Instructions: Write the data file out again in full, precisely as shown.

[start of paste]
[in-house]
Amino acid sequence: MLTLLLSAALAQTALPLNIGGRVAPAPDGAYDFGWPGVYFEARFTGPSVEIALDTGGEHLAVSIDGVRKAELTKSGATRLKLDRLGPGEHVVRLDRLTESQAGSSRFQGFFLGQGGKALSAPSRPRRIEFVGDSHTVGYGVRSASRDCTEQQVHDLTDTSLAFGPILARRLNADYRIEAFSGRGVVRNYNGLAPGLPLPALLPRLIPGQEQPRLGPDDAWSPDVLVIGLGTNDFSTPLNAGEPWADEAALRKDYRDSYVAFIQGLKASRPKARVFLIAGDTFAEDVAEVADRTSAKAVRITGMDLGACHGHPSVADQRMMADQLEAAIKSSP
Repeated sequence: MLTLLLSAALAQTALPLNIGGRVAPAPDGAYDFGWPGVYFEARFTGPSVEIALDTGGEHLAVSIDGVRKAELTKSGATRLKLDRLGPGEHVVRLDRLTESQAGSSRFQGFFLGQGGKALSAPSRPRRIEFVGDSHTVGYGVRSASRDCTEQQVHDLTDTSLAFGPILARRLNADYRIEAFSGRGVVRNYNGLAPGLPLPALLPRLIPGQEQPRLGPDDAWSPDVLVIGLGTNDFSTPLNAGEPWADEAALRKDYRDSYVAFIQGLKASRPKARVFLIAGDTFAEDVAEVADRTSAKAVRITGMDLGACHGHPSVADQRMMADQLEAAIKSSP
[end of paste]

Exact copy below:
[in-house]
Amino acid sequence: MLTLLLSAALAQTALPLNIGGRVAPAPDGAYDFGWPGVYFEARFTGPSVEIALDTGGEHLAVSIDGVRKAELTKSGATRLKLDRLGPGEHVVRLDRLTESQAGSSRFQGFFLGQGGKALSAPSRPRRIEFVGDSHTVGYGVRSASRDCTEQQVHDLTDTSLAFGPILARRLNADYRIEAFSGRGVVRNYNGLAPGLPLPALLPRLIPGQEQPRLGPDDAWSPDVLVIGLGTNDFSTPLNAGEPWADEAALRKDYRDSYVAFIQGLKASRPKARVFLIAGDTFAEDVAEVADRTSAKAVRITGMDLGACHGHPSVADQRMMADQLEAAIKSSP
Repeated sequence: MLTLLLSAALAQTALPLNIGGRVAPAPDGAYDFGWPGVYFEARFTGPSVEIALDTGGEHLAVSIDGVRKAELTKSGATRLKLDRLGPGEHVVRLDRLTESQAGSSRFQGFFLGQGGKALSAPSRPRRIEFVGDSHTVGYGVRSASRDCTEQQVHDLTDTSLAFGPILARRLNADYRIEAFSGRGVVRNYNGLAPGLPLPALLPRLIPGQEQPRLGPDDAWSPDVLVIGLGTNDFSTPLNAGEPWADEAALRKDYRDSYVAFIQGLKASRPKARVFLIAGDTFAEDVAEVADRTSAKAVRITGMDLGACHGHPSVADQRMMADQLEAAIKSSP